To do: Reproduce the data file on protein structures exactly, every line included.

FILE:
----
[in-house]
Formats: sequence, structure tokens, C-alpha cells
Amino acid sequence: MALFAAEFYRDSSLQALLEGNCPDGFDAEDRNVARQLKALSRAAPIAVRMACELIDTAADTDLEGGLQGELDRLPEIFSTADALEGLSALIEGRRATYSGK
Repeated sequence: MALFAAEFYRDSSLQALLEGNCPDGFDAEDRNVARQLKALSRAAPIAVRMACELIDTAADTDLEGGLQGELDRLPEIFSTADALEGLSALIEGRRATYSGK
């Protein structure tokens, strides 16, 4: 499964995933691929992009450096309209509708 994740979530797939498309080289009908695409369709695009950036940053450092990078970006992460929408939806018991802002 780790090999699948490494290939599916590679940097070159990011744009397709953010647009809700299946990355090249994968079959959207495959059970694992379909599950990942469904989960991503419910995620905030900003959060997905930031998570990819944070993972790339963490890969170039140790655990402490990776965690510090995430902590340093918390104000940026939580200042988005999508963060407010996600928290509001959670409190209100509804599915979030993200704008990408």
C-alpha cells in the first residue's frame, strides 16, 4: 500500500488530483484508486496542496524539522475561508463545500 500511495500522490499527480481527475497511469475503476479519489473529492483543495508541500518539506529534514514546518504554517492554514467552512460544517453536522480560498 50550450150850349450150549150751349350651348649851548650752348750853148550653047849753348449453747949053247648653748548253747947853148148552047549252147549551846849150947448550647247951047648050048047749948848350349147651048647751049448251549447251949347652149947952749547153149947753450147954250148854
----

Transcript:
[in-house]
Formats: sequence, structure tokens, C-alpha cells
Amino acid sequence: MALFAAEFYRDSSLQALLEGNCPDGFDAEDRNVARQLKALSRAAPIAVRMACELIDTAADTDLEGGLQGELDRLPEIFSTADALEGLSALIEGRRATYSGK
Repeated sequence: MALFAAEFYRDSSLQALLEGNCPDGFDAEDRNVARQLKALSRAAPIAVRMACELIDTAADTDLEGGLQGELDRLPEIFSTADALEGLSALIEGRRATYSGK
């Protein structure tokens, strides 16, 4: 499964995933691929992009450096309209509708 994740979530797939498309080289009908695409369709695009950036940053450092990078970006992460929408939806018991802002 780790090999699948490494290939599916590679940097070159990011744009397709953010647009809700299946990355090249994968079959959207495959059970694992379909599950990942469904989960991503419910995620905030900003959060997905930031998570990819944070993972790339963490890969170039140790655990402490990776965690510090995430902590340093918390104000940026939580200042988005999508963060407010996600928290509001959670409190209100509804599915979030993200704008990408």
C-alpha cells in the first residue's frame, strides 16, 4: 500500500488530483484508486496542496524539522475561508463545500 500511495500522490499527480481527475497511469475503476479519489473529492483543495508541500518539506529534514514546518504554517492554514467552512460544517453536522480560498 50550450150850349450150549150751349350651348649851548650752348750853148550653047849753348449453747949053247648653748548253747947853148148552047549252147549551846849150947448550647247951047648050048047749948848350349147651048647751049448251549447251949347652149947952749547153149947753450147954250148854